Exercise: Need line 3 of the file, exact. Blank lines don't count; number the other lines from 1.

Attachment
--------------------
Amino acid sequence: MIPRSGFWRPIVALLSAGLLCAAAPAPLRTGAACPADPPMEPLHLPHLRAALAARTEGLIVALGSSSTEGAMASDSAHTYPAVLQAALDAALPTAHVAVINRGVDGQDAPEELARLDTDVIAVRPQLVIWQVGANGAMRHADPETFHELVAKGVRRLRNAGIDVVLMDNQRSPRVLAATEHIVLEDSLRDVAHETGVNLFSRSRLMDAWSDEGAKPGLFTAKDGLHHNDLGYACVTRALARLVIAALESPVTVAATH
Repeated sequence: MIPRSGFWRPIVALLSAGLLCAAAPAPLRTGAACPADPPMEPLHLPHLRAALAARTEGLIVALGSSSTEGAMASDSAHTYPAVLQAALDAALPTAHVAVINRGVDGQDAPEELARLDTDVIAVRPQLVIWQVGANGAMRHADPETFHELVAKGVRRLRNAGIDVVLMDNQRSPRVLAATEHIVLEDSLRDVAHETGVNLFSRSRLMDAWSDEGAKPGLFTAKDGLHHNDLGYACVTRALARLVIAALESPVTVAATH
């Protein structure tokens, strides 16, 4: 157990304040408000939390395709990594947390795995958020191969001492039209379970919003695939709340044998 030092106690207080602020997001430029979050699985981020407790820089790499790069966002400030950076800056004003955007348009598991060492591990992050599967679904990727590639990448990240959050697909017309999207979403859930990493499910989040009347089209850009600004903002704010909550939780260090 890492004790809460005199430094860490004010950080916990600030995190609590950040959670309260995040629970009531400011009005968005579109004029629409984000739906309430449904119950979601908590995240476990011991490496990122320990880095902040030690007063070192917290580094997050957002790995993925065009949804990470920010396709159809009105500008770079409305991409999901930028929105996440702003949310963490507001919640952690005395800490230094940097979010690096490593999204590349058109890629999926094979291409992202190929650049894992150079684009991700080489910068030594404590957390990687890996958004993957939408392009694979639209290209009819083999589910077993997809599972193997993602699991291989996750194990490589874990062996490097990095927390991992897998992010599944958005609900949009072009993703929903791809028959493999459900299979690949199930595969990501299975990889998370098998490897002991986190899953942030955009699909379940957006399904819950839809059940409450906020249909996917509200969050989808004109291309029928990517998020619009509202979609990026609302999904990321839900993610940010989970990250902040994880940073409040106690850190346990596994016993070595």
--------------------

């Protein structure tokens, strides 16, 4: 157990304040408000939390395709990594947390795995958020191969001492039209379970919003695939709340044998 030092106690207080602020997001430029979050699985981020407790820089790499790069966002400030950076800056004003955007348009598991060492591990992050599967679904990727590639990448990240959050697909017309999207979403859930990493499910989040009347089209850009600004903002704010909550939780260090 890492004790809460005199430094860490004010950080916990600030995190609590950040959670309260995040629970009531400011009005968005579109004029629409984000739906309430449904119950979601908590995240476990011991490496990122320990880095902040030690007063070192917290580094997050957002790995993925065009949804990470920010396709159809009105500008770079409305991409999901930028929105996440702003949310963490507001919640952690005395800490230094940097979010690096490593999204590349058109890629999926094979291409992202190929650049894992150079684009991700080489910068030594404590957390990687890996958004993957939408392009694979639209290209009819083999589910077993997809599972193997993602699991291989996750194990490589874990062996490097990095927390991992897998992010599944958005609900949009072009993703929903791809028959493999459900299979690949199930595969990501299975990889998370098998490897002991986190899953942030955009699909379940957006399904819950839809059940409450906020249909996917509200969050989808004109291309029928990517998020619009509202979609990026609302999904990321839900993610940010989970990250902040994880940073409040106690850190346990596994016993070595």